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Bill and Nancy meet with a patient, Gary, who can’t remember the last time he satisfied his wife, Fran, played by Amanda Quaid.  He does things like bring flowers and dim the lights, but instead of asking what she wants, he just asks for permission instead of taking control, as his wife wants.

Bill says being a gentleman may also mean feeling uncomfortable about expressing sexual needs.  The couple talk of a movie that could have given innocent Gary here some ideas.

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But then Gary stormed out of the movie in disgust.  The film is called The Defilers, and Lester has seen it because of course he has.  It’s a roughie: a B movie with lots of sex.  Nancy wants to see the film to see what this couple has in mind, and in now, even though it’s during work hours.  Bill is on board with the idea.  It could be…fun, even.

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Okay, so they’re watching the movie and it’s sort of tame, at least I think it is, even for 1960s standards.  The man in the film gets to spanking the woman he’s after, and this seems to get a reaction from Bill to the point that he leaves for some air.

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Back at the clinic, Virginia talks of the ways women can have multiple orgasms.  Art asks a pretty good question: how do you go about creating a protocol for this?  The impotence one that Bill and Virginia made, for example, struck Art as visionary.  Virginia tells Art that it came through hours of recorded data.  She offers to go through the research this evening to develop a protocol, and the two can start with Ms. Jackson tomorrow.

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Bill and Nancy then enjoy drinks at a bar.  He tells Nancy that they missed something with Fran, maybe a past history of violence causes her to pair sexual pleasure with pain.  Or, Nancy wonders, maybe Fran needs some excitement.  For example, Nancy dated a guy who blindfolded and tied her to the bed.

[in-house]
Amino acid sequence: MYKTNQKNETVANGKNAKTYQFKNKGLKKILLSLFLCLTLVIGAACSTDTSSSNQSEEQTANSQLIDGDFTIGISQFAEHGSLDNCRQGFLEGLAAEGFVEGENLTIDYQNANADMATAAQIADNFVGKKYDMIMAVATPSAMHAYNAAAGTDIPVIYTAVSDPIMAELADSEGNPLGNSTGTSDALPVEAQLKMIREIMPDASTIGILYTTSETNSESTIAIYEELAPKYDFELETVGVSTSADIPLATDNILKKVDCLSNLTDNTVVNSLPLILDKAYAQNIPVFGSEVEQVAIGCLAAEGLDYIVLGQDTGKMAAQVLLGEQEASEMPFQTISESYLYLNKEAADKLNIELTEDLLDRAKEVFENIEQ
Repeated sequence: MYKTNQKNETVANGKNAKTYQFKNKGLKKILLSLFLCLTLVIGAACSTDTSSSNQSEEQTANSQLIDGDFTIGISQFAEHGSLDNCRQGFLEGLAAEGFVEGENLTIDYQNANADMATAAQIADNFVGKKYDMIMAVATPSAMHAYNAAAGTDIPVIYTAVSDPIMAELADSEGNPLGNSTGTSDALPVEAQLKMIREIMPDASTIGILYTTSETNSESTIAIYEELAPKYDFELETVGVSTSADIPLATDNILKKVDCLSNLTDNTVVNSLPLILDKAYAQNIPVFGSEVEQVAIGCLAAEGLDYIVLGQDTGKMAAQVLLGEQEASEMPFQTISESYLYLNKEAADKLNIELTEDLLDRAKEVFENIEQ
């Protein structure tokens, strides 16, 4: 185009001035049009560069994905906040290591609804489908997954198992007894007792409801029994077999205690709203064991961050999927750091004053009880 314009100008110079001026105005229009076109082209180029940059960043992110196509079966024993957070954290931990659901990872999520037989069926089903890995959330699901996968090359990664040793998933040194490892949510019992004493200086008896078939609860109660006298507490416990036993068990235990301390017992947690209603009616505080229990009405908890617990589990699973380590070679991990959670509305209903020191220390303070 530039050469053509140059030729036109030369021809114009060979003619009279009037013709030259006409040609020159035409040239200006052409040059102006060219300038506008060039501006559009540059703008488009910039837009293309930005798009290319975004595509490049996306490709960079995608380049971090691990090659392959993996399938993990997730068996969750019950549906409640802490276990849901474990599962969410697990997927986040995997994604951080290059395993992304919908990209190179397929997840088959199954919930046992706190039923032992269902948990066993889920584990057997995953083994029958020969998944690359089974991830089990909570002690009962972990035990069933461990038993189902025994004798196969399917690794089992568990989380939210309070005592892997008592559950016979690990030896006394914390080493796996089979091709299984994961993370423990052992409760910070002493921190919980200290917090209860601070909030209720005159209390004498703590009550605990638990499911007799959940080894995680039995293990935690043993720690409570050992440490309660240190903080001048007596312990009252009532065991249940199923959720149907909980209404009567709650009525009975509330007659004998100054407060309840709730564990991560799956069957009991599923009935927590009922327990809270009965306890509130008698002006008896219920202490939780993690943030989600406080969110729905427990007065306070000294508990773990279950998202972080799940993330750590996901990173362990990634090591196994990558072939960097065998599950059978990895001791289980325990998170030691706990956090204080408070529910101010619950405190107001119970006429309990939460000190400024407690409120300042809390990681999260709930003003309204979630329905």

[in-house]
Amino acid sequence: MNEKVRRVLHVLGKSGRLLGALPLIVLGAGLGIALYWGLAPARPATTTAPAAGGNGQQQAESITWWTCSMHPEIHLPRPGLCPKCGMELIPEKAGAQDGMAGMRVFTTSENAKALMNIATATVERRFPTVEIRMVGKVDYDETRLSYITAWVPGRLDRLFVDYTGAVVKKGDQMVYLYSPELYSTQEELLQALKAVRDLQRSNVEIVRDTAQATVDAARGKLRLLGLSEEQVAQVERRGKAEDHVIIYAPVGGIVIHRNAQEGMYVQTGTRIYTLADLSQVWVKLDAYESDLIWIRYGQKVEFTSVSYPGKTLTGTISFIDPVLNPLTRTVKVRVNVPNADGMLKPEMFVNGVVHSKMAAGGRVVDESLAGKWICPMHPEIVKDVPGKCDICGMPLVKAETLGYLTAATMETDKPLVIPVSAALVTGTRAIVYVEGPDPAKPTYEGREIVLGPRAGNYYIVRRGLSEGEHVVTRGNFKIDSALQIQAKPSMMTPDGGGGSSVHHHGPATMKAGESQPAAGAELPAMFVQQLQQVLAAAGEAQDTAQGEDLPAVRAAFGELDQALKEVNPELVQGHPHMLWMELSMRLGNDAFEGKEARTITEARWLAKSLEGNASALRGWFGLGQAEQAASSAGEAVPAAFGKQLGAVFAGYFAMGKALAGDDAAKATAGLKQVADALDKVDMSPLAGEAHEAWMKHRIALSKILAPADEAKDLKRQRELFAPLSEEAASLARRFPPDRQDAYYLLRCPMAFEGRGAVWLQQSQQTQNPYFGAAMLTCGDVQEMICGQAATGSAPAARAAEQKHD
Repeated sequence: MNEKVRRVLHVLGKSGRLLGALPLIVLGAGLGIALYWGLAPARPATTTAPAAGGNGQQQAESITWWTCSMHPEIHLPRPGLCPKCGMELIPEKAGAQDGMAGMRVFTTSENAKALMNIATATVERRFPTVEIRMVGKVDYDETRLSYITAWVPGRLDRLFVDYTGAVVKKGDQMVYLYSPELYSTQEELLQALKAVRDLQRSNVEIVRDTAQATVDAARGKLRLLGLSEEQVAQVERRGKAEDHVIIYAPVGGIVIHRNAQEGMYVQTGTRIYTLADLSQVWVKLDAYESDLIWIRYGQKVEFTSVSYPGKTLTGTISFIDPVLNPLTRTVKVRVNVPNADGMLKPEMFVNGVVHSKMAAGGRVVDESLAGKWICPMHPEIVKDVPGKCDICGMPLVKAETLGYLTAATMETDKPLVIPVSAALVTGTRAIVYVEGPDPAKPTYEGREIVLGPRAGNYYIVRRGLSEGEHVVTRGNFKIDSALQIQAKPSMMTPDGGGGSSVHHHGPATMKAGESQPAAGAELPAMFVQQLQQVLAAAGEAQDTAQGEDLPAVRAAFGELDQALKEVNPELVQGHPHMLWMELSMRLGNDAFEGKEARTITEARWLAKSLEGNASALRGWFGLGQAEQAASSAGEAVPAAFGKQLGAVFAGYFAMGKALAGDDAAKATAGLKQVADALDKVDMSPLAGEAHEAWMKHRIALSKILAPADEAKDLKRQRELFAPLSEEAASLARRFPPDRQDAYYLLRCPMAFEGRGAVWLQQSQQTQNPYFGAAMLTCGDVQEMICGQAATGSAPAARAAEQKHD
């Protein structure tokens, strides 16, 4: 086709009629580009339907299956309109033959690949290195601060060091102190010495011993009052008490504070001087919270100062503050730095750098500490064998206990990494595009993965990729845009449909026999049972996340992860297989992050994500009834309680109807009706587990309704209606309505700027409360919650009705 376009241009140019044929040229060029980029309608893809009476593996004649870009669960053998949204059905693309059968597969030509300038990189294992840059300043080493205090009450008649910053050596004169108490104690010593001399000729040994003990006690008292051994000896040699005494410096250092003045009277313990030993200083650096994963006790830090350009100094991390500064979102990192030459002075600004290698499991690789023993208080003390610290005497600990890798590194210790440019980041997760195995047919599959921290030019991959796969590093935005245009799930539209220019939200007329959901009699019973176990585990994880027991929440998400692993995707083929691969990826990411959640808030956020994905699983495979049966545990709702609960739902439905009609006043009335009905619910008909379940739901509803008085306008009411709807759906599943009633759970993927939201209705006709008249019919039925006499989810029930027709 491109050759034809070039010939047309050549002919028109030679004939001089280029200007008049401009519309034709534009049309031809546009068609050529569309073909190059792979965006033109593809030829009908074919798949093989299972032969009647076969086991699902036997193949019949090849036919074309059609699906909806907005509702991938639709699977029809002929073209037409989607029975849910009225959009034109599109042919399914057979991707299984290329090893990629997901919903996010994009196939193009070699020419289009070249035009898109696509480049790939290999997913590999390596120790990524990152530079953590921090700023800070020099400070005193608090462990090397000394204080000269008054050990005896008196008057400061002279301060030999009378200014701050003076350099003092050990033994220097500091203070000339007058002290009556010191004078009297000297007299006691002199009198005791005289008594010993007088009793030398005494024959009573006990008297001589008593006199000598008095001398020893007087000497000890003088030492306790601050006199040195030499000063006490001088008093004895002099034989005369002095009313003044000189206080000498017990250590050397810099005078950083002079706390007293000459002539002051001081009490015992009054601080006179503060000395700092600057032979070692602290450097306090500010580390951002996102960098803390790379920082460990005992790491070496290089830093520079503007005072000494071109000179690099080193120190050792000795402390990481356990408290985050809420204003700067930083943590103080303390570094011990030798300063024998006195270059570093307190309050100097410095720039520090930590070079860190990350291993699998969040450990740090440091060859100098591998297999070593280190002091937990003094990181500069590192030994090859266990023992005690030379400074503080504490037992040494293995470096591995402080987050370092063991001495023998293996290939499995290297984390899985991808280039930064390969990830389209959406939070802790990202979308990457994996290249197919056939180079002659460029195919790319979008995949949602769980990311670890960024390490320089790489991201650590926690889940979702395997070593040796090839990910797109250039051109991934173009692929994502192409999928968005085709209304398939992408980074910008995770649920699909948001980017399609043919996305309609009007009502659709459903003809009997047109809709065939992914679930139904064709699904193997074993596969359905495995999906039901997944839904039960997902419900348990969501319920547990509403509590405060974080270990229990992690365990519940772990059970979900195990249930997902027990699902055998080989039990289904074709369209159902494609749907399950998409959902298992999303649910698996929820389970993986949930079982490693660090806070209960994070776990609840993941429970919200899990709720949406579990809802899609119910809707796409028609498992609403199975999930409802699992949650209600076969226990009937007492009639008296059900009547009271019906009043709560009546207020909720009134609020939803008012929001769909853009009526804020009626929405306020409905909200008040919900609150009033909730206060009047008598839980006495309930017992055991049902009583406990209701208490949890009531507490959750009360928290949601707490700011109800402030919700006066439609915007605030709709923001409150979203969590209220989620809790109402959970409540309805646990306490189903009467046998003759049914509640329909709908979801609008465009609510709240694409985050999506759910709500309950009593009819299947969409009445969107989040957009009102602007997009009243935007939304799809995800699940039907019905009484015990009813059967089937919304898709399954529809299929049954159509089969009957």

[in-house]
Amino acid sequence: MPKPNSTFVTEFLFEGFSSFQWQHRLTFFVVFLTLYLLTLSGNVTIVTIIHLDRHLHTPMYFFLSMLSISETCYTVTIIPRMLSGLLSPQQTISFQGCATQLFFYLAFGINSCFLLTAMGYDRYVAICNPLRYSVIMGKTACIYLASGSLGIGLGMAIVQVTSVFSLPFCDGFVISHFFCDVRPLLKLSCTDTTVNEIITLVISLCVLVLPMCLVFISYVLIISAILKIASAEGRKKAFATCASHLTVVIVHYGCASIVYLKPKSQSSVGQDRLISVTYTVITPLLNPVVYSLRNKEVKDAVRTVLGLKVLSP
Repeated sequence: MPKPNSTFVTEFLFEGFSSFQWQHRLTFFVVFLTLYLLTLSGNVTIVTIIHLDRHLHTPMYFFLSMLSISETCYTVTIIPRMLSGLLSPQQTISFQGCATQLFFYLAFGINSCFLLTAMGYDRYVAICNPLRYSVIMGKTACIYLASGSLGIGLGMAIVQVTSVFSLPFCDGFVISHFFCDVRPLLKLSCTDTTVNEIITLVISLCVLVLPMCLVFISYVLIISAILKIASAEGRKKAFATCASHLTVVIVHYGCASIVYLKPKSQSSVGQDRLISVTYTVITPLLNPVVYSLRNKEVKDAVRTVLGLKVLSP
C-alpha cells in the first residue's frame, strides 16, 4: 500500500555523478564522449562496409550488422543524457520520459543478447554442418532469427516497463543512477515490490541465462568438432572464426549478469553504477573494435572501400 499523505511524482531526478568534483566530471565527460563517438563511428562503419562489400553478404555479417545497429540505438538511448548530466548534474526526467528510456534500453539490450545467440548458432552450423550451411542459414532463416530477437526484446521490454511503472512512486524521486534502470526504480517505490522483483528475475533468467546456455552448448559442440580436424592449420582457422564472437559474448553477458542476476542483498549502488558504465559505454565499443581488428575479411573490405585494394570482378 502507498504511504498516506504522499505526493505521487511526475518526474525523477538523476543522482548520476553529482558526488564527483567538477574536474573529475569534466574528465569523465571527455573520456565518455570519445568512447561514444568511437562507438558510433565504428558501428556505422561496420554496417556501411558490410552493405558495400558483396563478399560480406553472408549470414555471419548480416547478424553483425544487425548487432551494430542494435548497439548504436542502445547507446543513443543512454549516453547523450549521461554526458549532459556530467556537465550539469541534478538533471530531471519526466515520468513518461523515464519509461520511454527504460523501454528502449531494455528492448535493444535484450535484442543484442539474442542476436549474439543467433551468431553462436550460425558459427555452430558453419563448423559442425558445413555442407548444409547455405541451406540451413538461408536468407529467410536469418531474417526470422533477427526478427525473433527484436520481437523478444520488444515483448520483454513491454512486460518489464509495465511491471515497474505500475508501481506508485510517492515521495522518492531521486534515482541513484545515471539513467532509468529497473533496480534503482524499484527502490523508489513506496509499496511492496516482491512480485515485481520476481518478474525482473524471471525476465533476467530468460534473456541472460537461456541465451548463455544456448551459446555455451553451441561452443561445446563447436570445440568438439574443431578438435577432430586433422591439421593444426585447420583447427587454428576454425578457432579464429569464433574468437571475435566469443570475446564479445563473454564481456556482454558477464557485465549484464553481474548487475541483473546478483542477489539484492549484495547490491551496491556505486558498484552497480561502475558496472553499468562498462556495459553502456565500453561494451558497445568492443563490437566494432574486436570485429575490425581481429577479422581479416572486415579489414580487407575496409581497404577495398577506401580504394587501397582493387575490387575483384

And yet, she has no past trauma.  Bill disagrees, saying that everyone has trauma, but Nancy asks whether pain and pleasure are two parts of the same coin.  Both get similar physiological responses.  Not everyone can tell the difference.  It can feel erotic to get pain as punishment.  After all, haven’t you ever pursued something that you knew would hurt you because it felt good?

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Virginia asks a man at a different bar what he knows about orgasms.  He likes them, which I suppose is an apt response.  For that, Virginia has a proposal.  Nay, a challenge.

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So later, the two fuck, though Virginia is taking notes at the same fucking time.  When the man’s hard-on dissipates, Virginia decides to do it on her own.  Well, why not?  Later, Bill, now on his own, re-watches the footage of Virginia pleasuring herself.

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Libby calls Keller, who invites her over to the hotel for a drink, since she’s already drinking.  She’s calling as a political act, as she’s in a group that considers calling an unknown man as an act of rebelling against the system.

This group has some weird-ass rules.  Libby admits she’s never done things like this before, and while she won’t come over, that doesn’t mean the two can’t get to know each other.  Keller starts by asking Libby what she’s wearing, though she lies.

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Virginia again gets Dan’s answering machine, still hoping that he will call back.  She’s been having trouble sleeping and thinks that it may have to do with how things ended with them.  Closure, Virginia feels, would help both of them.  At the very least, Virginia wants to hear Dan’s voice.

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The next day, Scotty expresses his admiration for the cases and how he’s a sucker for a happy ending.  He asks Betty if she was one of the surrogates, though Betty is eager to put her past work behind her.  Lester, meanwhile, takes pictures when something catches his attention.

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Virginia gives Art her update: some women can have multiple orgasms due to stimulation in places except for the vaginal or clitoral areas, which are too sensitive following orgasm.  Focus could come away from hot spots.  Problem is that Ms. Jackson now doesn’t have a partner.  Each man found it hard to get a man to provide multiple orgasms.  Well, Virginia wants her in anyway since a woman doesn’t need a partner to experience pleasure.

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So Virginia and Art walk Ms. Jackson through the process, all while providing her with Ulysses to stimulate herself.  Dawn finds it sad that she’s doing this alone, though Virginia suggests that she think of herself as a pioneer instead.

Betty arrives and informs Virginia that there’s an insistent visitor who wants to be seen.  Dawn laments to Betty that she hoped this experience would be with a partner.  She thinks she should wait until she can find an actual person.